Heat Shield Technology

Why are the new Heatshield™ (ELD-X® & ELD® Match) tips a solid color instead of translucent?

Hornady ELD-X and ELD Match bullets that feature the Heat Shield tip are transitioning from a translucent red to a more solid, opaque red color. The change is simply to avoid a trade dress (trademark) conflict with another manufacturer. The increase in red dye does not affect the performance of the new Heat Shield tip and its ability to resist deformation due to aerodynamic heating. The new red color of the Heat Shield tips is a deeper shade of red than any other Hornady bullet tip leaving them unique in the Hornady product line. 

 

Does velocity make tips melt or is it just a matter of exposure to aerodynamic friction over time?

It is a function of the softening point of the plastic, air temperature, bullet BC and the maximum velocity. Basically, it is how long the bullet tip is exposed to what level of temperature. The higher the muzzle velocity the higher the maximum temperature on the tip. The higher the BC the longer the tip is exposed to higher temperatures. The longer the exposure and the higher the temperature, the more tip deformation will occur. Click here for more information on Hornady Heat Shield Technology.

At what temperature do standard tips melt?

Every bullet manufacturer's tips begin to melt and deform depending upon their specific material properties. In general, standard Acetels and Delrins, currently used in bullet tips, begin to soften and deform at 150-200 degrees (F). At 250-350 degrees (F) they will begin to melt and badly deform. The LONGER the exposure to these types of temperatures the more deformation will occur. This generally begins to occur from 50-100 yards of the bullet leaving the muzzle. Even though the effect is measurable with Doppler Radar early in the bullets flight, the effect on point of impact for ranges out to approximately 400 yards is small enough it can't be exposed during shooting. Time of flight is not long enough from 0-400 yards to expose the increase in drag that is measured by point of impact. Beyond 400 yards however, the time of flight becomes long enough that the increase in the drag due to tip melting can be exposed during shooting and will result in vertically elongated groups and a lower point of impact than predicted.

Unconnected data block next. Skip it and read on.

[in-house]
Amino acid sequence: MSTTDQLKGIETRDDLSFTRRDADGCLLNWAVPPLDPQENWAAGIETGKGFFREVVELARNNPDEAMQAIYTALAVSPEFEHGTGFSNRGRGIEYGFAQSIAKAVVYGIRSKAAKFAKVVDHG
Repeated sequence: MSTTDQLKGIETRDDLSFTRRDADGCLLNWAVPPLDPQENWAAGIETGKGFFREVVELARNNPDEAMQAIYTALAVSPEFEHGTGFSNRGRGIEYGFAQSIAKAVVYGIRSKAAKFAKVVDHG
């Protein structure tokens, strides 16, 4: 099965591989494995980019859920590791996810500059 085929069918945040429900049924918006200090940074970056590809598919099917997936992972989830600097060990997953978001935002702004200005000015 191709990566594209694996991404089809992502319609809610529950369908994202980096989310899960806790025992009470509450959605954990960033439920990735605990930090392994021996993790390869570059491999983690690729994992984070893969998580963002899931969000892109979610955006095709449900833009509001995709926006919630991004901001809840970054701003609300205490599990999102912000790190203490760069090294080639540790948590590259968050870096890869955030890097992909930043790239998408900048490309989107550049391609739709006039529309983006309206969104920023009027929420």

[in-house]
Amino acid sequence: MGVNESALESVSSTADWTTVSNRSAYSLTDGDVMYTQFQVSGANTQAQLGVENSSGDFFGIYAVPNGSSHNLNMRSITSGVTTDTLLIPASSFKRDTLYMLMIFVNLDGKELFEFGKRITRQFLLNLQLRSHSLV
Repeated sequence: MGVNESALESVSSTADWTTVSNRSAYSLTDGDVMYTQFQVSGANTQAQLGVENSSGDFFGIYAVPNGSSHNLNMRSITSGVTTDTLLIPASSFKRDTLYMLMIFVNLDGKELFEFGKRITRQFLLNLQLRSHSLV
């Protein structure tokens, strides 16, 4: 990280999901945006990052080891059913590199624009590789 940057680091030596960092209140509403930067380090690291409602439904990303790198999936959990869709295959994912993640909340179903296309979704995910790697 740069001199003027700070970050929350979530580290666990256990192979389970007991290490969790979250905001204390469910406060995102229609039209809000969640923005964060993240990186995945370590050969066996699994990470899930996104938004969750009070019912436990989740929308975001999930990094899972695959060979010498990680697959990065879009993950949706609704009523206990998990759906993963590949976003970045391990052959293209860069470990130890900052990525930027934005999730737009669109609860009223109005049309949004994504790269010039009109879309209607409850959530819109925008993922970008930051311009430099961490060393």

Why didn't you put the Heat Shield Tip in all of your other tipped bullets?

Doppler Radar testing has shown that tip deformation/melting occurs out to ranges of 500-600 yards depending on the bullet BC. Bullets designed for conventional ranges of 0-400 yards such as the SST do not have long enough time of flight over these distances to show a significant effect of tip deformation in a field shooting environment. However, at longer ranges and time of flight, these effects become substantial to bullet drop, wind drift, terminal performance and accuracy due to increased drag and drag variability. Click here for more information on Hornady Heat Shield Technology.

If your tipped bullets are so good, why should I buy your BTHP Match bullets?

For match use many shooters find that one bullet shoots better in their specific rifle than others. BTHP bullets provide another option for match and target shooters to tune loads for the specific application. Click here for more information on Hornady Heat Shield Technology.